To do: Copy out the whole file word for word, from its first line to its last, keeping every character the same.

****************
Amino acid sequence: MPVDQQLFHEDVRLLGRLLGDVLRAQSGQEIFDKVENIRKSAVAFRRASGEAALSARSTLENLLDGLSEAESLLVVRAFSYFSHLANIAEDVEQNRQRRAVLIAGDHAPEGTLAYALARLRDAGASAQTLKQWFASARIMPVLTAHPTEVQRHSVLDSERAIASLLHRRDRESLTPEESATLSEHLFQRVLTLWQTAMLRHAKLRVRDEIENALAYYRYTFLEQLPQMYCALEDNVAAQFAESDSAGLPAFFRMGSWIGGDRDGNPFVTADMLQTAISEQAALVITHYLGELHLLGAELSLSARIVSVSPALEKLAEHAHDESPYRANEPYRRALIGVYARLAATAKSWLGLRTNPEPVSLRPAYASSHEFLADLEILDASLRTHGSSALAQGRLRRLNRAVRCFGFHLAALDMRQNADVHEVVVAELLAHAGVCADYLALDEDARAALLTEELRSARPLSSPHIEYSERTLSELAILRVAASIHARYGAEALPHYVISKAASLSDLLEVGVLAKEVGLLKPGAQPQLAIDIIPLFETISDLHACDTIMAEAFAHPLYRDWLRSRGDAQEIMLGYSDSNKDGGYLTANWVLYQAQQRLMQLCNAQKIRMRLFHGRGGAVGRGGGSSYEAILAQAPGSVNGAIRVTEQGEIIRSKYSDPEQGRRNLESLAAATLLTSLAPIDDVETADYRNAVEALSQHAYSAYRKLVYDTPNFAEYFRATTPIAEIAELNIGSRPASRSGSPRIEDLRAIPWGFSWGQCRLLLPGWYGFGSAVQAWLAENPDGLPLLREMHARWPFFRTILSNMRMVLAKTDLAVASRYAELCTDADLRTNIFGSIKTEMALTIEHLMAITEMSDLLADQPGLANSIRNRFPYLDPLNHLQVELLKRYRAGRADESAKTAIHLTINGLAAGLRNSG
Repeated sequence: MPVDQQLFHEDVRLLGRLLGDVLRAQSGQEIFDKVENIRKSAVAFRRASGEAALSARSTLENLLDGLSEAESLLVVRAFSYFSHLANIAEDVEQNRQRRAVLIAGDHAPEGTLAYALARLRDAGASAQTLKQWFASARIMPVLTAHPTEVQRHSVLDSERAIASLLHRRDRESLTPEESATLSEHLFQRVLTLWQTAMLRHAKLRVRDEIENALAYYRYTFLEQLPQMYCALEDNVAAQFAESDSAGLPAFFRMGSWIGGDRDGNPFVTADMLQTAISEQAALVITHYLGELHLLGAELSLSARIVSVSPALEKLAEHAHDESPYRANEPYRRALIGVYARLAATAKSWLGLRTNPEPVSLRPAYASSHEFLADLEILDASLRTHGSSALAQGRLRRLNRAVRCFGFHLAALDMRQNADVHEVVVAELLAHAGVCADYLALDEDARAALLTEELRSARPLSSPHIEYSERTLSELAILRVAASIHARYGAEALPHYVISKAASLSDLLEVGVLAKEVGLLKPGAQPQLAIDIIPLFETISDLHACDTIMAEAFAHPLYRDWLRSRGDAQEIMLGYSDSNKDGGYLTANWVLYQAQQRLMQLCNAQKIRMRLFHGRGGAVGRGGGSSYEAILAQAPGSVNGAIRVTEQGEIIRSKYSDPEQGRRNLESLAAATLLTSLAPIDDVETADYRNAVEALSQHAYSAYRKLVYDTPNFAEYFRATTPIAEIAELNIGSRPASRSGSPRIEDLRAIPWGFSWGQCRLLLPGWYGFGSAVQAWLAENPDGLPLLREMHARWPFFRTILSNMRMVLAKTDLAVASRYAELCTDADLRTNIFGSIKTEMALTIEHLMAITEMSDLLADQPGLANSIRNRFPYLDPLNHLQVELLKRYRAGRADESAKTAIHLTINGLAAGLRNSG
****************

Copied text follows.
Amino acid sequence: MPVDQQLFHEDVRLLGRLLGDVLRAQSGQEIFDKVENIRKSAVAFRRASGEAALSARSTLENLLDGLSEAESLLVVRAFSYFSHLANIAEDVEQNRQRRAVLIAGDHAPEGTLAYALARLRDAGASAQTLKQWFASARIMPVLTAHPTEVQRHSVLDSERAIASLLHRRDRESLTPEESATLSEHLFQRVLTLWQTAMLRHAKLRVRDEIENALAYYRYTFLEQLPQMYCALEDNVAAQFAESDSAGLPAFFRMGSWIGGDRDGNPFVTADMLQTAISEQAALVITHYLGELHLLGAELSLSARIVSVSPALEKLAEHAHDESPYRANEPYRRALIGVYARLAATAKSWLGLRTNPEPVSLRPAYASSHEFLADLEILDASLRTHGSSALAQGRLRRLNRAVRCFGFHLAALDMRQNADVHEVVVAELLAHAGVCADYLALDEDARAALLTEELRSARPLSSPHIEYSERTLSELAILRVAASIHARYGAEALPHYVISKAASLSDLLEVGVLAKEVGLLKPGAQPQLAIDIIPLFETISDLHACDTIMAEAFAHPLYRDWLRSRGDAQEIMLGYSDSNKDGGYLTANWVLYQAQQRLMQLCNAQKIRMRLFHGRGGAVGRGGGSSYEAILAQAPGSVNGAIRVTEQGEIIRSKYSDPEQGRRNLESLAAATLLTSLAPIDDVETADYRNAVEALSQHAYSAYRKLVYDTPNFAEYFRATTPIAEIAELNIGSRPASRSGSPRIEDLRAIPWGFSWGQCRLLLPGWYGFGSAVQAWLAENPDGLPLLREMHARWPFFRTILSNMRMVLAKTDLAVASRYAELCTDADLRTNIFGSIKTEMALTIEHLMAITEMSDLLADQPGLANSIRNRFPYLDPLNHLQVELLKRYRAGRADESAKTAIHLTINGLAAGLRNSG
Repeated sequence: MPVDQQLFHEDVRLLGRLLGDVLRAQSGQEIFDKVENIRKSAVAFRRASGEAALSARSTLENLLDGLSEAESLLVVRAFSYFSHLANIAEDVEQNRQRRAVLIAGDHAPEGTLAYALARLRDAGASAQTLKQWFASARIMPVLTAHPTEVQRHSVLDSERAIASLLHRRDRESLTPEESATLSEHLFQRVLTLWQTAMLRHAKLRVRDEIENALAYYRYTFLEQLPQMYCALEDNVAAQFAESDSAGLPAFFRMGSWIGGDRDGNPFVTADMLQTAISEQAALVITHYLGELHLLGAELSLSARIVSVSPALEKLAEHAHDESPYRANEPYRRALIGVYARLAATAKSWLGLRTNPEPVSLRPAYASSHEFLADLEILDASLRTHGSSALAQGRLRRLNRAVRCFGFHLAALDMRQNADVHEVVVAELLAHAGVCADYLALDEDARAALLTEELRSARPLSSPHIEYSERTLSELAILRVAASIHARYGAEALPHYVISKAASLSDLLEVGVLAKEVGLLKPGAQPQLAIDIIPLFETISDLHACDTIMAEAFAHPLYRDWLRSRGDAQEIMLGYSDSNKDGGYLTANWVLYQAQQRLMQLCNAQKIRMRLFHGRGGAVGRGGGSSYEAILAQAPGSVNGAIRVTEQGEIIRSKYSDPEQGRRNLESLAAATLLTSLAPIDDVETADYRNAVEALSQHAYSAYRKLVYDTPNFAEYFRATTPIAEIAELNIGSRPASRSGSPRIEDLRAIPWGFSWGQCRLLLPGWYGFGSAVQAWLAENPDGLPLLREMHARWPFFRTILSNMRMVLAKTDLAVASRYAELCTDADLRTNIFGSIKTEMALTIEHLMAITEMSDLLADQPGLANSIRNRFPYLDPLNHLQVELLKRYRAGRADESAKTAIHLTINGLAAGLRNSG